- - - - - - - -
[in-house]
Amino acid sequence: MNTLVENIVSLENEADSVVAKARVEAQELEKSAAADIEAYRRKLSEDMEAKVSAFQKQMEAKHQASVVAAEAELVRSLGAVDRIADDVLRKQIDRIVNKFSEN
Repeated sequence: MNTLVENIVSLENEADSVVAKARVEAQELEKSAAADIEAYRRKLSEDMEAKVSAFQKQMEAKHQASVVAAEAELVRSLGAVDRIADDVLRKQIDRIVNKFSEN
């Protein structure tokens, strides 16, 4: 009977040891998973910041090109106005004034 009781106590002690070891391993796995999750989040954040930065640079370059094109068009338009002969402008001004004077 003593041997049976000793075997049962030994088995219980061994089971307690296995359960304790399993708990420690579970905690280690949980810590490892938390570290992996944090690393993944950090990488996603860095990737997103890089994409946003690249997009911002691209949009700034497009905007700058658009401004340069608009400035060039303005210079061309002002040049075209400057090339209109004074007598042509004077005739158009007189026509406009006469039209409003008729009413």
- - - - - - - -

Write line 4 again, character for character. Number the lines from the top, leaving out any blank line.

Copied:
């Protein structure tokens, strides 16, 4: 009977040891998973910041090109106005004034 009781106590002690070891391993796995999750989040954040930065640079370059094109068009338009002969402008001004004077 003593041997049976000793075997049962030994088995219980061994089971307690296995359960304790399993708990420690579970905690280690949980810590490892938390570290992996944090690393993944950090990488996603860095990737997103890089994409946003690249997009911002691209949009700034497009905007700058658009401004340069608009400035060039303005210079061309002002040049075209400057090339209109004074007598042509004077005739158009007189026509406009006469039209409003008729009413």